Montgomery County, Ohio, 'Still Trying To Come To Grips With' Mass Shooting
RACHEL MARTIN, HOST:
Thirty seconds - that was all the time it took for police to take down a gunman in Dayton, Ohio. And they are being praised for that swift action, as they should be. But it's also important to note that in those same 30 seconds, that same gunman was able to kill nine people - nine lives taken in half a minute. Just 13 hours before, a similar scene unfolded in El Paso, Texas, Saturday when another white man opened fire on a shopping center, killing 20. Both communities are grieving.
We'll have more coverage from El Paso this hour. But right now, we're going to focus on Dayton. And we're joined by Montgomery County commissioner Judy Dodge. Thank you so much for being with us this morning, and our condolences.
JUDY DODGE: Thank you. Thank you for having me on.
MARTIN: I understand that you spoke at the vigil that was held last night to honor the victims of the massacre in Dayton.
MARTIN: Can you describe what that was like, share a moment or a scene that stood out to you from that?
DODGE: Yeah, it was overwhelming. And I'll tell you I'll never, ever forget it. When I got up on that stage and looked, as far as I could see in all directions were people. And people were crying, hugging each other. It was extremely emotional. And I think that the mayor, Mayor Nan Whaley, put it together very well. And she had different speakers, and everyone basically just talked about the fact that we're grieving today. We've had a very difficult several months here in our area because we had a tornado that touched down Memorial Day, and we're still recovering from that.
And then, you know, on a beautiful Saturday evening, a lot of young people were downtown enjoying themselves in what's called our Oregon District, which is an - sort of a neighborhood with a lot of old bands that play and restaurants. And it's open, and it's just a lovely area. And everybody was having a good time, and then this tragedy happened. And I think we're still trying to come to grips with it. Nine lives were lost, and the shooter was also killed. And I don't know if you saw that he evidently killed his sister.
DODGE: So I can't imagine what that family's going through. But it...
MARTIN: Yeah, she was one of the victims. Yeah.
DODGE: Our hearts are just breaking for everybody.
MARTIN: What can you tell us about the district where this attack happened? I mean, police were able to respond very quickly.
DODGE: Yes. There is always a police group that is there, Dayton police. And usually in the evenings, especially on a Saturday night, you know, sometimes the students come down from the University of Dayton. And, you know, they're always having a good time. And perhaps, you know, when it's early morning hours, they may be asked to perhaps go home. (Laughter) It gets to be too late. And so there are usually a very - you know, it isn't a huge presence, but there are usually four or five Dayton police officers that sort of walk around just to make sure that, you know, everything's going OK.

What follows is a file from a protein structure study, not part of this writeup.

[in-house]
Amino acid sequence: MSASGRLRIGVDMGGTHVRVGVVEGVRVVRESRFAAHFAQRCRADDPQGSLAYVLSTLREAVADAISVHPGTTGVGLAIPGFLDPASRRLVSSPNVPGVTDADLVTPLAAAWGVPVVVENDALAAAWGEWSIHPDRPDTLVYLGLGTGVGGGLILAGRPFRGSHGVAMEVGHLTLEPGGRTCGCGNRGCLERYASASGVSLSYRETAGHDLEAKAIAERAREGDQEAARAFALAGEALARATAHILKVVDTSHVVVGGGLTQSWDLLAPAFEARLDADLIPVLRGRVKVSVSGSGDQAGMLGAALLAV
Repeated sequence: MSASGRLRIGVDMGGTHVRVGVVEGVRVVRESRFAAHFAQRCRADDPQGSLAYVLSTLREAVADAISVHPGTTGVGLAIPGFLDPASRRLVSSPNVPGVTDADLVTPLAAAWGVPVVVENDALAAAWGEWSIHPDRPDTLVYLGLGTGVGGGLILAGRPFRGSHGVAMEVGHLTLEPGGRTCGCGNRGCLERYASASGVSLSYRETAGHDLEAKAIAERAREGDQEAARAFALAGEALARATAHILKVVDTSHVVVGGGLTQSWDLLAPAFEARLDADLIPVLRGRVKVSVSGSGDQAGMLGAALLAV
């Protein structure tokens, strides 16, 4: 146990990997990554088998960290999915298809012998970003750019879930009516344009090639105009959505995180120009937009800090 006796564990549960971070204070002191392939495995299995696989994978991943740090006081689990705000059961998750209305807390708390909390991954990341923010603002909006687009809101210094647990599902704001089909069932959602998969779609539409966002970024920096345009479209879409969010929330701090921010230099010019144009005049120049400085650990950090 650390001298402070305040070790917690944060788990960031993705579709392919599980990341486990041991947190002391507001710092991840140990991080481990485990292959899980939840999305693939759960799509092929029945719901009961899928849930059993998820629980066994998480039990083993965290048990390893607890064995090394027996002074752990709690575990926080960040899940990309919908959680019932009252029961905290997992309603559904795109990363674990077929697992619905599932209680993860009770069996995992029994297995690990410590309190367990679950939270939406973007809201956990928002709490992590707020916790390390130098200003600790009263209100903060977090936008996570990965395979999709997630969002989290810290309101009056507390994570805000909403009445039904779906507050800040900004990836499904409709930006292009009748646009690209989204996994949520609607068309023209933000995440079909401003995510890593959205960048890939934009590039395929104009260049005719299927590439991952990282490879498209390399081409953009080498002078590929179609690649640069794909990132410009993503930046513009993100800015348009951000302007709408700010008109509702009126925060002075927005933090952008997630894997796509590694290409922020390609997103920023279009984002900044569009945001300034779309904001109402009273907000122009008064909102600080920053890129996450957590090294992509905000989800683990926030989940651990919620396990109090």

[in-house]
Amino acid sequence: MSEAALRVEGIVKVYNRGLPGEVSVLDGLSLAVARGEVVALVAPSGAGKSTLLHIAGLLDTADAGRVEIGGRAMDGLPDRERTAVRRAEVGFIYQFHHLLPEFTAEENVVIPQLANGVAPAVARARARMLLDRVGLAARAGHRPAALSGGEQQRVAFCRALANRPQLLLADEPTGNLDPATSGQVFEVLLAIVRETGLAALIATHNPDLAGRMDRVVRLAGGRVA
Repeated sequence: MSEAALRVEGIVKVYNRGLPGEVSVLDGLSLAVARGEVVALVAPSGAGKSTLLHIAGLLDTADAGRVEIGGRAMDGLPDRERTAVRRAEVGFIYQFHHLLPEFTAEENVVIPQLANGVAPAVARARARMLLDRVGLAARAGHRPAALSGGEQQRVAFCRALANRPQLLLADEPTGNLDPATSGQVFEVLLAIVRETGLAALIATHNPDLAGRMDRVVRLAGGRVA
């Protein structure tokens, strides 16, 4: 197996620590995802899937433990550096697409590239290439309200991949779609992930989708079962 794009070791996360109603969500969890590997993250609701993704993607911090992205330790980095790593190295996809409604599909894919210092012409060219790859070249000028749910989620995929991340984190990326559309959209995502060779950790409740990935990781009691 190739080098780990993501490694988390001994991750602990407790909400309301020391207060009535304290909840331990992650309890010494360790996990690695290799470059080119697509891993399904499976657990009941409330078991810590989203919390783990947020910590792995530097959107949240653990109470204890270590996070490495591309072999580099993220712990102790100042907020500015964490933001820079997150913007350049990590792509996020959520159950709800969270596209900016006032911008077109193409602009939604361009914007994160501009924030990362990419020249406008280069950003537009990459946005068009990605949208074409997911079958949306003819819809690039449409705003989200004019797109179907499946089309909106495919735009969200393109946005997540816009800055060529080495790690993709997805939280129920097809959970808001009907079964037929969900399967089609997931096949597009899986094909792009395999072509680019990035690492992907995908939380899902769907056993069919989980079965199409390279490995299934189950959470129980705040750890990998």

And I'll tell you that these gentlemen are our heroes today because they didn't even call in immediately. They just ran to where the noise was. And they were able to take down the shooter before he was getting ready to go into a bar, and we know that there would have been massive killings then.
MARTIN: Right, prevented all kinds of carnage - we can imagine they were able to prevent that. Yet, it still took less than a minute for the shooter to kill nine people.
DODGE: I know. I know. I know. And it's something else where I think we're still trying to get our heads around it. I think that last night was a wonderful grieving process for our community. They had to come together and do that. And so hopefully now - the sun's out today. I'm looking. It's a nice sunny day here. So now we're going to get together and, you know, think positive thoughts here and get our community back together.
MARTIN: May I ask, President Trump is set to address the nation later this morning. What would you like to hear from him?
DODGE: I don't know if I can repeat it on (laughter) radio, but I'd like him to take some responsibility for his tweets and the way that he calls people out. And perhaps we can get back to more normalcy here. And I don't know if he's capable of doing that, but I'm going to try to listen to that this morning and see what he has to say.
MARTIN: Commissioner Judy Dodge of Montgomery County, Ohio. Dayton...
MARTIN: ...Is the county seat. This is where the massacre took place over the weekend. A shooter killed nine people there. Thank you so much for your time this morning.
DODGE: Well, thank you for having me. Thank you.
NPR transcripts are created on a rush deadline by Verb8tm, Inc., an NPR contractor, and produced using a proprietary transcription process developed with NPR. This text may not be in its final form and may be updated or revised in the future. Accuracy and availability may vary. The authoritative record of NPR’s programming is the audio record.